Disparities in female urologic case distribution with new subspecialty certification and surgeon gender

Joceline S. Liu, Laura Jo Dickmeyer, Oluwarotimi Nettey, Matthias Dominikus Hofer, Sarah C Flury, Stephanie J Kielb*

*Corresponding author for this work

Research output: Contribution to journalArticle

8 Citations (Scopus)

Abstract

Aims: To examine surgical case volume characteristics in certifying urologists associated with common female urologic procedures to evaluate the practice patterns, given the recent establishment of subspecialty certification in Female Pelvic Medicine and Reconstructive Surgery (FPMRS) and changes in urologist gender composition. Methods: Six-month case log data of certifying urologists (2003–2013) was obtained from the American Board of Urology (ABU). We examined case logs for 26 CPT codes for common female urologic procedures focused on four procedure groups: incontinence, prolapse, vesicovaginal fistula (VVF), and revision/removal of vaginal mesh/graft. Results: Among 4802 urologists logging at least one female urology case, 43,949 (55.6% of all cases) incontinence, 30,983 (39.2%) prolapse, 451 (0.6%) VVF, and 3643 (4.6%) revision of mesh/graft surgeries were identified. While 90.8% logging at least one female CPT code were men, women surgeons (9.2%) accounted for a disproportionate volume (22.6%) of cases. With initiation of the FPMRS subspecialty certification in 2011, 225 FPMRS candidates (out of 1716 certifying urologists) were identified, compared to 367 (out of 3828 certifying urologists) female subspecialists prior to 2011. FPMRS accounted for 56.7% of prolapse, 62.9% VVF, 59.0% mesh/graft revisions, and 41.9% of incontinence surgeries, compared to female specialists before 2011 (39.1%, 42.4%, 41.5%, and 21.6% respectively (all P < 0.001)). Conclusions: A growing proportion of female urologic cases are performed by female subspecialists, with a significant increase since initiation of FPMRS subspecialty certification. Women surgeons account for a disproportionate volume of these cases despite remaining a minority of certifying urologists and female subspecialists. Neurourol. Urodynam. 36:399–403, 2017.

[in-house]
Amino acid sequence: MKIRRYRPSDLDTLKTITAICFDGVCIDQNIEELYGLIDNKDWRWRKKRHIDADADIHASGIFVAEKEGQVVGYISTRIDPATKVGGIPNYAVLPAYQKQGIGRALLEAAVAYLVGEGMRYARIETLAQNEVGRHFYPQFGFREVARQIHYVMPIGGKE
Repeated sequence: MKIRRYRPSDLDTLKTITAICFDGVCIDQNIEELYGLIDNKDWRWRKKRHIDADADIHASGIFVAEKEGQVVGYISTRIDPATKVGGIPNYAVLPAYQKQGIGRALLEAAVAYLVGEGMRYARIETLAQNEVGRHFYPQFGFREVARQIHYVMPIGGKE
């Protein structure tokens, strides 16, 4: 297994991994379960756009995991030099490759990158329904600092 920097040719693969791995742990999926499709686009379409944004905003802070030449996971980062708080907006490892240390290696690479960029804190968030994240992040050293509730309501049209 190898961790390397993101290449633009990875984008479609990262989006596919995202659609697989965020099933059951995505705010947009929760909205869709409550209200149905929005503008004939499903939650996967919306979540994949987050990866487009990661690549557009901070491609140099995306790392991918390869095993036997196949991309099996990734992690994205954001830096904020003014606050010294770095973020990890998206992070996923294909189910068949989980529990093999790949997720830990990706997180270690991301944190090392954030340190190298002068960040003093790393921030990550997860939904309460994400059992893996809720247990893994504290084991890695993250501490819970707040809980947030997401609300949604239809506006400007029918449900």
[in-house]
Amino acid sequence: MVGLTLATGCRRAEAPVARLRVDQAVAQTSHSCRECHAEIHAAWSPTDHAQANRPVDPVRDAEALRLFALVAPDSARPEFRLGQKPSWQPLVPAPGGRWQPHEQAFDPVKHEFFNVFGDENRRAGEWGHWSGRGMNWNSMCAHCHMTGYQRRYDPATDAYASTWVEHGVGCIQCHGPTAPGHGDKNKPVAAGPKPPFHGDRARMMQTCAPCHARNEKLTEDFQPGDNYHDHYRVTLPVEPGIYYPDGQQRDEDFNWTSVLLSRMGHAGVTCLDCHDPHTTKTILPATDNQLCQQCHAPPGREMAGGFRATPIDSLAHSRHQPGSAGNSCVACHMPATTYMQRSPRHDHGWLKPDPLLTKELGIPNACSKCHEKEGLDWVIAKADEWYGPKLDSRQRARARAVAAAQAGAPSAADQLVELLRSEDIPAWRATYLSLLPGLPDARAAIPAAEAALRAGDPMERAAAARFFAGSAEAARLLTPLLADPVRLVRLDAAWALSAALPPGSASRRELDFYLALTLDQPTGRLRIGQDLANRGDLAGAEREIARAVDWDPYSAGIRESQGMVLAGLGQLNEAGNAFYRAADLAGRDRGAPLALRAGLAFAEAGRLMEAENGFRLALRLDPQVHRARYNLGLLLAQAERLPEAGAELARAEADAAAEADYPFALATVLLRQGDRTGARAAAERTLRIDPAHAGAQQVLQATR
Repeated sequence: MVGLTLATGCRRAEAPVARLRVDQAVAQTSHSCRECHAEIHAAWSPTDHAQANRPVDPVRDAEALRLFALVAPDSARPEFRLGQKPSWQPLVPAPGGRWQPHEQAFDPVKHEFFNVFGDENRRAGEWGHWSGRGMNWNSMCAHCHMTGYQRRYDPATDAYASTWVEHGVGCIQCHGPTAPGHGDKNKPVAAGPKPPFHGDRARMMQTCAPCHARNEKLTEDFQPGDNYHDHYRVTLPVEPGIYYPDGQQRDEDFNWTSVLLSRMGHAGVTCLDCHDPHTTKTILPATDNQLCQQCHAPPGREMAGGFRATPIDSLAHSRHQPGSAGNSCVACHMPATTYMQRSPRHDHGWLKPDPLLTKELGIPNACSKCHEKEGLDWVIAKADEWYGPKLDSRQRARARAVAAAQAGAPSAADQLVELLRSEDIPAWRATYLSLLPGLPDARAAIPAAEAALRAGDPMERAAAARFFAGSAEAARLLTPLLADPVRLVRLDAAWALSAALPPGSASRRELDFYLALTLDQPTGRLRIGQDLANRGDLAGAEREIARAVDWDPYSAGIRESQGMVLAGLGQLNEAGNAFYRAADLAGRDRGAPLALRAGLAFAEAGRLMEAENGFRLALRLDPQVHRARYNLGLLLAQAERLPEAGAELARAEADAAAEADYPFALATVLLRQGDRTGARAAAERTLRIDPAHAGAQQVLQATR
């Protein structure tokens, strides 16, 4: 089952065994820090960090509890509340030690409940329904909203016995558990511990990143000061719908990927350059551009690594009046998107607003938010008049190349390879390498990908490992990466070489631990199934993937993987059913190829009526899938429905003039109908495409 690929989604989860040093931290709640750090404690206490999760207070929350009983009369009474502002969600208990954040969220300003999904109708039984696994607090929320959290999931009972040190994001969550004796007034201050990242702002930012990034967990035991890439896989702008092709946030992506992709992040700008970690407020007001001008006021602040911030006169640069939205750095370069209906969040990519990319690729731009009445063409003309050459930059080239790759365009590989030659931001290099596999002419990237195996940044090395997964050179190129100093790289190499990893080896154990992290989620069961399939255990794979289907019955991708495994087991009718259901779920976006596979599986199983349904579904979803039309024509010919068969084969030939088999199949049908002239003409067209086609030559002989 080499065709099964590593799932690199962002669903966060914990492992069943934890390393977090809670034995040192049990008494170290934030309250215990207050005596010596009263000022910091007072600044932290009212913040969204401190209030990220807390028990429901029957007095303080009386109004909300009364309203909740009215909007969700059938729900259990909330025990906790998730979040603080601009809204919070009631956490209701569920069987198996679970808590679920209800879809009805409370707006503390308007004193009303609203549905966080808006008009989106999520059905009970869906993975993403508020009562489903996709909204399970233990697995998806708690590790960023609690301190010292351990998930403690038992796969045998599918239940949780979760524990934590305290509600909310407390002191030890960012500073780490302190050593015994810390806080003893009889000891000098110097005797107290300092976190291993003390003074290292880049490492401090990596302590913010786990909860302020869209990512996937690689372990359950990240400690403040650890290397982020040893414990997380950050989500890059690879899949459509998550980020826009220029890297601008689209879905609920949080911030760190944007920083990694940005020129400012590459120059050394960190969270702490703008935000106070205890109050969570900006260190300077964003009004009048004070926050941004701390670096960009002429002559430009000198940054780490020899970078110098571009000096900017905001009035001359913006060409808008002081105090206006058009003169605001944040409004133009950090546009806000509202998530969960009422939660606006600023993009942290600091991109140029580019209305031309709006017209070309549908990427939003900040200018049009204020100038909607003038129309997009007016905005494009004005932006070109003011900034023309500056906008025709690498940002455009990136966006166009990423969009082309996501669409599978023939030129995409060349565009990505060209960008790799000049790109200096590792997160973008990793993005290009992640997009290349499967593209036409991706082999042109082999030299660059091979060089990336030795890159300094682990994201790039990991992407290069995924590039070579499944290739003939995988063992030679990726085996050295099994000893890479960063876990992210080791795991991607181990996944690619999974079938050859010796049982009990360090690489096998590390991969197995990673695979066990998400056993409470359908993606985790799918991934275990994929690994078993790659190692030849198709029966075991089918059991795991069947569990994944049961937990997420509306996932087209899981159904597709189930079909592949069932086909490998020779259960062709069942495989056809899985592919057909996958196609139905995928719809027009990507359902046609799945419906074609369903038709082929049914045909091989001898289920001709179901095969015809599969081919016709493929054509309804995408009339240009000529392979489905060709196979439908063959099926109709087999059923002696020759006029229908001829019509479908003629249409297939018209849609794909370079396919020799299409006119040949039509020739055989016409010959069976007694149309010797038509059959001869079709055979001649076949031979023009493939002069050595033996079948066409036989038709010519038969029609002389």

Original languageEnglish (US)
Pages (from-to)399-403
Number of pages5
JournalNeurourology and Urodynamics
Volume36
Issue number2
DOIs
StatePublished - Feb 1 2017